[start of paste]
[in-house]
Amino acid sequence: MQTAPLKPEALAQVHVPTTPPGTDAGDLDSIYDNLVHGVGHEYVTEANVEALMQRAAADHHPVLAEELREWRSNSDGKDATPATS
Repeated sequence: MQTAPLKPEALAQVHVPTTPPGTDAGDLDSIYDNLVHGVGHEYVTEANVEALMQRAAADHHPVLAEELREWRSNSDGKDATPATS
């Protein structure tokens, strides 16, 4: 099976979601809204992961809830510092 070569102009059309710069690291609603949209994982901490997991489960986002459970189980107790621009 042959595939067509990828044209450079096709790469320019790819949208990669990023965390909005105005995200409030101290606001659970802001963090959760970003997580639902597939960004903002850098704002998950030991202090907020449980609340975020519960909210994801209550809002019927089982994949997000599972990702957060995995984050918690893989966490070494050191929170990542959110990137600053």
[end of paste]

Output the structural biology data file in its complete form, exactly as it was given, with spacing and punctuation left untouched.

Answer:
[in-house]
Amino acid sequence: MQTAPLKPEALAQVHVPTTPPGTDAGDLDSIYDNLVHGVGHEYVTEANVEALMQRAAADHHPVLAEELREWRSNSDGKDATPATS
Repeated sequence: MQTAPLKPEALAQVHVPTTPPGTDAGDLDSIYDNLVHGVGHEYVTEANVEALMQRAAADHHPVLAEELREWRSNSDGKDATPATS
């Protein structure tokens, strides 16, 4: 099976979601809204992961809830510092 070569102009059309710069690291609603949209994982901490997991489960986002459970189980107790621009 042959595939067509990828044209450079096709790469320019790819949208990669990023965390909005105005995200409030101290606001659970802001963090959760970003997580639902597939960004903002850098704002998950030991202090907020449980609340975020519960909210994801209550809002019927089982994949997000599972990702957060995995984050918690893989966490070494050191929170990542959110990137600053």